We talked to the founder of Gherbtna, an innovative news platform for Syrian refugees in Turkey. Mojahed Akil, a Syrian refugee himself, was one of the first programmers who understood how to code humanity out of a humanitarian crisis. Our author talked to him about how Gherbtna is craigslist, Air-bnb, BBC news and Google maps in one – for refugees.



by Annabella Stieren

Q.You are in Gaziantep now where you started Gherbtna three years ago, what was your motivation?

A: Today, we are an NGO who runs a Website and phone application for Syrian refugees. But three years ago I arrived as a refugee myself in Turkey used my skills as a web engineer and build it on my own. Gherbtna is an Arabic word that can best be translated with “the feeling of being foreign, lonely and in exile”. Millions of people who have been displaced because of the conflict in Syria can relate to this emotion. So, my first motivation was to give people information. For example, people come to Turkey and have no idea of the language, the laws, the communication. So we take all the relevant information and news from the municipalities and officials and translate them into Arabic.

Q.Can you give us an example for that?

A: Well for instance you don’t know how to get a residence permit, what you need: two pictures, certificates etc. or how to open a bank account, nobody in the banks speak English or Arabic, so we tell the Syrians which documents they need: passport photos, residence permit etc. and to which bank they should go.

Q.You cannot just go to any bank?

A: No. Lots of banks don’t accept Syrian refugees as costumers. But Asiya Bank is good for instance and the KuveytTurk bank was as well but they have a new law to not accept Syrian customers. So we update this and tell our readers.

Q.Why did they stop?

A: Well because of Paris attacks, obviously. Because now we all are terrorists.

Q.That is important information for all the Syrians in Turkey. But Gherbnta goes beyond just providing news what else do you do?

A: We also have a section called “I need” where you can enter anything, for instance I need a house or a language course. And then we connect them with people who offer such things. There are a lot of Syrian institutions here in Gaziantep for instance who offer language courses. We also have a “Find a job section” where people can advertise a job. For instance a Turkish company looking for someone with experience in accounting.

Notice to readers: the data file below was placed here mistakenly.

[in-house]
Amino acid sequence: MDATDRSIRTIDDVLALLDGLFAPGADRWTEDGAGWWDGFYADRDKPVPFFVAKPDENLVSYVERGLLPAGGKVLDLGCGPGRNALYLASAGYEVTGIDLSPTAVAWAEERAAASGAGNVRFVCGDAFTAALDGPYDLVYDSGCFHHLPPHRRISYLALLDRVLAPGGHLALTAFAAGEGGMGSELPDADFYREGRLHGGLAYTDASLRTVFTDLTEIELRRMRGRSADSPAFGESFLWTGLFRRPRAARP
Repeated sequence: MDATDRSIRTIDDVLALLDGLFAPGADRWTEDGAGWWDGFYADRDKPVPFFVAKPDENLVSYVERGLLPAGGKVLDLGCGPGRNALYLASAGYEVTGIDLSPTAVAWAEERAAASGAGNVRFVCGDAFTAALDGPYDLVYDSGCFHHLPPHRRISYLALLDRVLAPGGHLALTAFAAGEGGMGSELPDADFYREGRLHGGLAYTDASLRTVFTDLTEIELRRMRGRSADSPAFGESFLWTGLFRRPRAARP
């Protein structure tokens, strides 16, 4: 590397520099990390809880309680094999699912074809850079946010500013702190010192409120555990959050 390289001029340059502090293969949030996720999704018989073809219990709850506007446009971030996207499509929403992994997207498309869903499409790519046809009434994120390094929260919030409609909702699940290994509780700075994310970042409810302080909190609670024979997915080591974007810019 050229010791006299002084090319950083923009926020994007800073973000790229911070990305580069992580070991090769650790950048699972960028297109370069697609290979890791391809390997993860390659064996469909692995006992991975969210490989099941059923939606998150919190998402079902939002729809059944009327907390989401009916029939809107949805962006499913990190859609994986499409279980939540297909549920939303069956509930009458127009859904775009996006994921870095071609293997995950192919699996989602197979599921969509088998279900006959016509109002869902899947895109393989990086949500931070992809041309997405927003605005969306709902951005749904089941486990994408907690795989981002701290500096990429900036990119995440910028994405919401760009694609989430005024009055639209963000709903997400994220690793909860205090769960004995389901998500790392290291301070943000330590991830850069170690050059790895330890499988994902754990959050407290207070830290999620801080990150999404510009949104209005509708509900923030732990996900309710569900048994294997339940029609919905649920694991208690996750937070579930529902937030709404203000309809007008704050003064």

Q.So it is like craigslist for Syrians in Turkey?

A: Yes, but nicer design. And we have a specific section that is “Ask me” So you can enter your location and send us a direct question. People have difficult questions. We get around 25 requests everyday. For example: I am a Syrian in Egypt but my wife is in Syria and we want to meet in Turkey how can we do it?

Q.And how do you help the refugees then?

A: We have a great network. Of normal people who learned how to speak Turkish like me and who then ask the authorities. They are very helpful

Q.Who are the people that work for you? And how do you make money?

A: We are and NGO, so whenever we get money from funding we try to pay our contributors. But we have three people working for us constantly. It is hard because you need a lot of information and if people leave because they get a “real”, well-paid job we need new people and it takes a lot of time to educate them about all the procedures and contacts. For money, we also rely on Google advertisement. We have 3.000 to 4.000 page visits a day and over 20.000 downloads of the App. On Facebook we have almost 65.000 likes. So we can make nice advertisement.

Mojahed Akil

Q.So what is your plan for the future? What is the next step?

A: Well we want to expand to Europe. Or to inform people who want to go to Europe. For instance we make some articles already about, which documents you need for reuniting your family in Germany. Or about new laws in Denmark, how is the life in the Netherlands or nice projects for refugees in the UK. The problem is we are not experts in these countries so we need a larger network of people on the ground in Europe who understand the languages and the situation.

Q.Would you like to go to Europe yourself?

A: No, I like to stay here. I am needed I know everything here. I am closer to Syria and if the war ends, I will go back home. Inshallah.


*The views mentioned in this interview represent interviewee’s opinions.

Aboannabellaut the author: Annabella Stieren is a member of menac and a German multimedia journalist with a background in political science and psychology. She has lived, studied and worked as a freelancer in Istanbul and rainy Northern European cities such as Aarhus (Denmark), Hamburg and Amsterdam. At the moment she is following the routes of refugee children through Europe while finishing her Master in Journalism and Media. She likes to tell the untold stories of the quiet, marginalised parts of our societies and loves to explore new ways of interactive storytelling.

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